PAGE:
On a digital crossword, no one can see you erase.
Platform: Nintendo DS
When I was younger and even more pretentious, I loved crossword puzzles. They combined many of my interests—orderly conceptual spaces, the mnemonic retrieval of words and facts, and the opportunity to show off my supposedly vast stock of knowledge. Of course, this was a red herring. Any crossword nut knows that puzzle solving relies more on familiarity with the form than it does on knowledge. Eventually, you learn that “Albee” is almost invariably the answer to a clue about a playwright, and that any mysterious reference to curvy shapes is probably asking for “ess.” This was the true joy of crosswords—they stimulated the ego under the guise of stimulating the intellect.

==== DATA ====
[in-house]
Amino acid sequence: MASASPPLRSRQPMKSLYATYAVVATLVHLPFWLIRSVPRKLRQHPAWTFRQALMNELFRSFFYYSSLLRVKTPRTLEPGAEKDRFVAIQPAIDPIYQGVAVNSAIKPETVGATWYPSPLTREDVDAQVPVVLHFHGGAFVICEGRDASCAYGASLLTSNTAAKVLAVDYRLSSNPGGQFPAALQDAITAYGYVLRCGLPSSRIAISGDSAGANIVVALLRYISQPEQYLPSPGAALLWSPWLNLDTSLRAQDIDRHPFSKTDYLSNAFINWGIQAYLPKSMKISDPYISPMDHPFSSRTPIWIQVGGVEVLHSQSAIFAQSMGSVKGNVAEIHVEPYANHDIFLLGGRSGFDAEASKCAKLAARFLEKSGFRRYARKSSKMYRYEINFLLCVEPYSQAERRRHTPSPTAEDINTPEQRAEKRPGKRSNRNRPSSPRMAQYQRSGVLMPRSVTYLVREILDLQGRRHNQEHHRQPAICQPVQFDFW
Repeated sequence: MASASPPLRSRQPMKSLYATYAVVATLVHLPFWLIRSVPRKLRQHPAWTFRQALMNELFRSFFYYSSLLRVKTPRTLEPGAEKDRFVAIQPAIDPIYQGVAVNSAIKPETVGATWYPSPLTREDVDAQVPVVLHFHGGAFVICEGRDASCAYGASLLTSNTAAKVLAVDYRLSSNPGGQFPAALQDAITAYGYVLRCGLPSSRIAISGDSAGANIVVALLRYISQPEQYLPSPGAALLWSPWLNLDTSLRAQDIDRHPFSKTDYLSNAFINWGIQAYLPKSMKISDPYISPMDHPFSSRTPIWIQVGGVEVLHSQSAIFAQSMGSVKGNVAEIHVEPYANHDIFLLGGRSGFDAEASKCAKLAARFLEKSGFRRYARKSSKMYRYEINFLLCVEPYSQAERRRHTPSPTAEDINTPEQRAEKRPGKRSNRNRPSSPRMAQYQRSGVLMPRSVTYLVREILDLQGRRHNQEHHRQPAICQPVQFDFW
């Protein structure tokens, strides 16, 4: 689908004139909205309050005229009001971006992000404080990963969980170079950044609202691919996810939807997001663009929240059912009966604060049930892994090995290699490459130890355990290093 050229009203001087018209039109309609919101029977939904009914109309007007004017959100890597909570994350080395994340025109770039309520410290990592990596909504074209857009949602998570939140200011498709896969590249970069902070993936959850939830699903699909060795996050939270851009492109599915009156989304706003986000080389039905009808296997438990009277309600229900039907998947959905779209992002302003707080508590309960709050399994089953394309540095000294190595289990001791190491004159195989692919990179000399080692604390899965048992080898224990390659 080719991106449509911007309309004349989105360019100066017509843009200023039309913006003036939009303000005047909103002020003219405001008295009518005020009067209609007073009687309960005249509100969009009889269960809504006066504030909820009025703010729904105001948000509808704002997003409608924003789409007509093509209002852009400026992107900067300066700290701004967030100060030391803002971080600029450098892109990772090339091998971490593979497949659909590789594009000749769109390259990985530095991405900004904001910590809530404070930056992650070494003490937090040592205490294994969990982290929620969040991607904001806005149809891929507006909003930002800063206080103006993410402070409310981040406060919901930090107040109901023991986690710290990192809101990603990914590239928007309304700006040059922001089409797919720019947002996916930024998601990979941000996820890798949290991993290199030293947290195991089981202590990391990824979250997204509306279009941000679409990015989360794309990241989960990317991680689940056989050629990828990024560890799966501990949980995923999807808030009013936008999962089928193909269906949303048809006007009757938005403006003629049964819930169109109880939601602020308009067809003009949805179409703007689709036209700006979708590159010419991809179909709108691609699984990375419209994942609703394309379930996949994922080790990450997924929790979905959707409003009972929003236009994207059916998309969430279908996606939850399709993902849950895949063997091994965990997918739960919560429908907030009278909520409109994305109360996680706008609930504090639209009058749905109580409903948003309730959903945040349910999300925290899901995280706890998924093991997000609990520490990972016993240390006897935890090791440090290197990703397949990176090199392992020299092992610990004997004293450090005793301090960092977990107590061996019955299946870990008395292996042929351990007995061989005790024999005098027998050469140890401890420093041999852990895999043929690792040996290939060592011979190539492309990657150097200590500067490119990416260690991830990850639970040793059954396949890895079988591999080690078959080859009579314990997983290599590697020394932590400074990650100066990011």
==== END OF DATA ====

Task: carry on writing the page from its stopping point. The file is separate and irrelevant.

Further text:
More than 1,000 NY Times crossword puzzles have now gone paperless for the Nintendo DS, and while the translation is faithful (with superb character recognition and intuitive navigation), certain qualities of the game make the ego-stroking potential greater than ever before. Wireless multiplayer allows you to flex your mental muscles in front of your friends. While paper crossword puzzles bear telltale damage where you’ve screwed up, erasures on your DS leave nary a trace. And somehow, Googling your way through a tough Sunday puzzle feels less shameful in this digital medium than on humble paper. Purists might miss the inky odor of newsprint, but it beats carrying 1,000 papers in your pocket, by a long shot.